In a working draft of research prepared by Canadian scientists, study authors claim that their findings are “crucial for the future analysis of the effects of medical cannabis on COVID-19.”
As Florida’s leading medical marijuana physicians, CannaMD breaks down the most important facts from this headline-grabbing study – including what we know and, perhaps more importantly: what we still don’t know about cannabis and the novel coronavirus, COVID-19.
COVID-19 Basics: ACE2
As defined by the Centers for Disease Control & Prevention (CDC), COVID-19 is a novel (or previously unidentified) coronavirus that causes symptoms such as cough, shortness of breath or difficulty breathing, fever, chills, muscle pain, sore throat, and new loss of taste or smell.
COVID-19 demonstrates fast human-to-human transmission and, like other respiratory pathogens, is transmitted through respiratory droplets. As the scientists behind today’s study explain:
Currently, there is a global pandemic of COVID-19 disease caused by the SARS-CoV2 zoonotic coronavirus […] It is now well accepted that angiotensin-converting enzyme II (ACE2) is the cell receptor of SARS-CoV2 and the main route for receptor-mediated entry of the virus into the human host.
Cells that express a particular enzyme called ACE2 are “critical viral gateways.” ACE2 is expressed in lung tissue, as well as oral and nasal mucosa, kidney, testes, and the gastrointestinal track. Therefore, altering levels of ACE2 could, as researchers put it, “prove a plausible strategy” for decreasing disease susceptibility:
Numerous studies have reported high levels of ACE2 in the lower respiratory tract, and higher levels of ACE2 expression, such as those seen in smokers and patients with chronic obstructive pulmonary disease (COPD), were associated with higher COVID-19 predisposition and more severe disease.
But what does marijuana have to do with ACE2?
Why Study Marijuana?
As the study authors acknowledge:
Cannabis sativa, especially one high in the anti-inflammatory cannabinoid cannabidiol (CBD), has been proposed to modulate gene expression and inflammation and is under investigation for several potential therapeutic applications against cancer and various inflammatory diseases.
Working under a Health Canada research license, scientists involved with the study developed over 800 new cannabis lines and extracts, as well as a method of using them to regulate gene expression and molecular cascades that drive inflammation and other vital cellular processes.
And then something interesting happened:
Serendipitously, we noted that cannabis may also affect ACE2.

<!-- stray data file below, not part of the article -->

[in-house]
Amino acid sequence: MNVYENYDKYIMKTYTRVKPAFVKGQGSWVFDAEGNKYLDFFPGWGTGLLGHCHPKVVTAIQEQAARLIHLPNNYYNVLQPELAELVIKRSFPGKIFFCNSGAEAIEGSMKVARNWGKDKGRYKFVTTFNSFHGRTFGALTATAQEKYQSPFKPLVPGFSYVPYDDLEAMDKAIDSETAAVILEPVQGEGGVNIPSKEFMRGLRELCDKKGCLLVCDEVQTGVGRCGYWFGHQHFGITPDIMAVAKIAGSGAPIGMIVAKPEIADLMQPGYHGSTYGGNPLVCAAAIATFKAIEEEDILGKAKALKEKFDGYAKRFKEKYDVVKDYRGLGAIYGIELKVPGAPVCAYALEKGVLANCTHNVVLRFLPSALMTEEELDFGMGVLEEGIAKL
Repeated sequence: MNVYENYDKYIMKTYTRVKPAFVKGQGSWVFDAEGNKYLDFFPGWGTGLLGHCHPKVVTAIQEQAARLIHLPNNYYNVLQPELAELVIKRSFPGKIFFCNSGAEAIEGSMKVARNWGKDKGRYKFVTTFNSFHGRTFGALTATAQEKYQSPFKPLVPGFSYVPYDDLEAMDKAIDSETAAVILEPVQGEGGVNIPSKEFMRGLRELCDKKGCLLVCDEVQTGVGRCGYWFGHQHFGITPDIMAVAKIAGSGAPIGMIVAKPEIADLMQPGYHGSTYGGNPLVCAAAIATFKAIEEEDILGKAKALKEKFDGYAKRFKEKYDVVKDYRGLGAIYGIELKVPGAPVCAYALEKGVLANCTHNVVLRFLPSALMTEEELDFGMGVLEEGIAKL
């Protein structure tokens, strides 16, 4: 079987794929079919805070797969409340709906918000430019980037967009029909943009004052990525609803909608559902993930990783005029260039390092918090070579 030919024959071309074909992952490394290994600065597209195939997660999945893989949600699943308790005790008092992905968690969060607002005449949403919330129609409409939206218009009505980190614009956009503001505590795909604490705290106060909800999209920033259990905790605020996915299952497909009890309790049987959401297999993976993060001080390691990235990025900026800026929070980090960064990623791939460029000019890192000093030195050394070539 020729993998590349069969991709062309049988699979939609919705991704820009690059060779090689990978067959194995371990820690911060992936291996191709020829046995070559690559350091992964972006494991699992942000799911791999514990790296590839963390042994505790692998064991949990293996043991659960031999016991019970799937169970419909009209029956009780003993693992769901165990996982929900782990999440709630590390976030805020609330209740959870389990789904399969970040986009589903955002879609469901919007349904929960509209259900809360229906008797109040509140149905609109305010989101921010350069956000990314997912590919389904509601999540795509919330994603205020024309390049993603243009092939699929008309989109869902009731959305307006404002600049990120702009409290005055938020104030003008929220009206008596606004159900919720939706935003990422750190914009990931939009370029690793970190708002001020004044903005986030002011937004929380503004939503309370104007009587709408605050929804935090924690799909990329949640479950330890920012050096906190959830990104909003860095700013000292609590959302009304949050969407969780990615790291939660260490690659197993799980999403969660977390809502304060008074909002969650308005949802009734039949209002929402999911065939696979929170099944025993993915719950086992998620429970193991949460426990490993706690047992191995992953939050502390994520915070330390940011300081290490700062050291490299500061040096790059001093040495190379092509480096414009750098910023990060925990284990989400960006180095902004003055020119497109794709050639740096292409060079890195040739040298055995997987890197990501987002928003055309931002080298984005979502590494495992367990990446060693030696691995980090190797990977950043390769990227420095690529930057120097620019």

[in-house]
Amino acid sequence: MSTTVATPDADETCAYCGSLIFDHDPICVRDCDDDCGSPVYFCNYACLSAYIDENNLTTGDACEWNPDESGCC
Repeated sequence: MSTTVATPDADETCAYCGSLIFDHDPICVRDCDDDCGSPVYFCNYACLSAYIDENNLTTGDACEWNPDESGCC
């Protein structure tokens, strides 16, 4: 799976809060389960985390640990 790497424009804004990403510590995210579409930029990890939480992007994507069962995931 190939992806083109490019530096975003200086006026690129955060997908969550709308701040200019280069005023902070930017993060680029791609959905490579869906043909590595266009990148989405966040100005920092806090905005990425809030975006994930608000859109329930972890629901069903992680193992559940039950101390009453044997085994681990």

Hypothesizing that high-CBD cannabis extracts may be used to modulate ACE2 expression in COVID- 19 target tissues, researchers went to work.
Marijuana & COVID-19 Study Results
Using artificial human 3D models of oral, airway, and intestinal tissues, the team was met with success:
We identified 13 high-CBD cannabis extracts that modulate ACE2 gene expression and ACE2 protein levels.
Our initial data suggest that some C. sativa extract down-regulate serine protease TMPRSS2, another critical protein required for SARS-CoV2 entry into host cells.
While our most effective extracts require further large-scale validation, our study is crucial for the future analysis of the effects of medical cannabis on COVID-19.
Writing that “the extracts of our most successful and novel high-CBD C. sativa lines, pending further investigation, may become a useful and safe addition to the treatment of COVID-19 as an adjunct therapy,” researchers suggest that such extracts might be used to develop preventative treatments in the form of mouthwash and throat gargle products for both clinical and at-home use.
The study concludes:
The observed down-regulation of ACE2 gene expression by several tested extracts of C. sativa is a novel and crucial finding.
Our results lay a foundation for further in-depth analysis of the effects of C. sativa on the molecular etiology and pathogenesis of COVID-19, as well as other viral diseases in which viruses use the ACE2 receptor as a molecular gateway.
Note: Study extracts were applied via media. Application was intended to model medical delivery, such as local mouthwash applications, encapsulated extracts and dosed oils, and inhalers or nebulizers. Therefore results cannot be extrapolated to the effects of cannabis smoking.
Study authors also add a word of caution:
In light of recent findings that tobacco smoking increases ACE2 levels and exacerbates clinical outcomes of COVID-19, the effects of cannabis smoking on the levels of ACE2 expression should be carefully investigated.
The current study is still in working draft and has not yet completed the peer-review process. CannaMD will continue to keep patients updated as more information becomes available.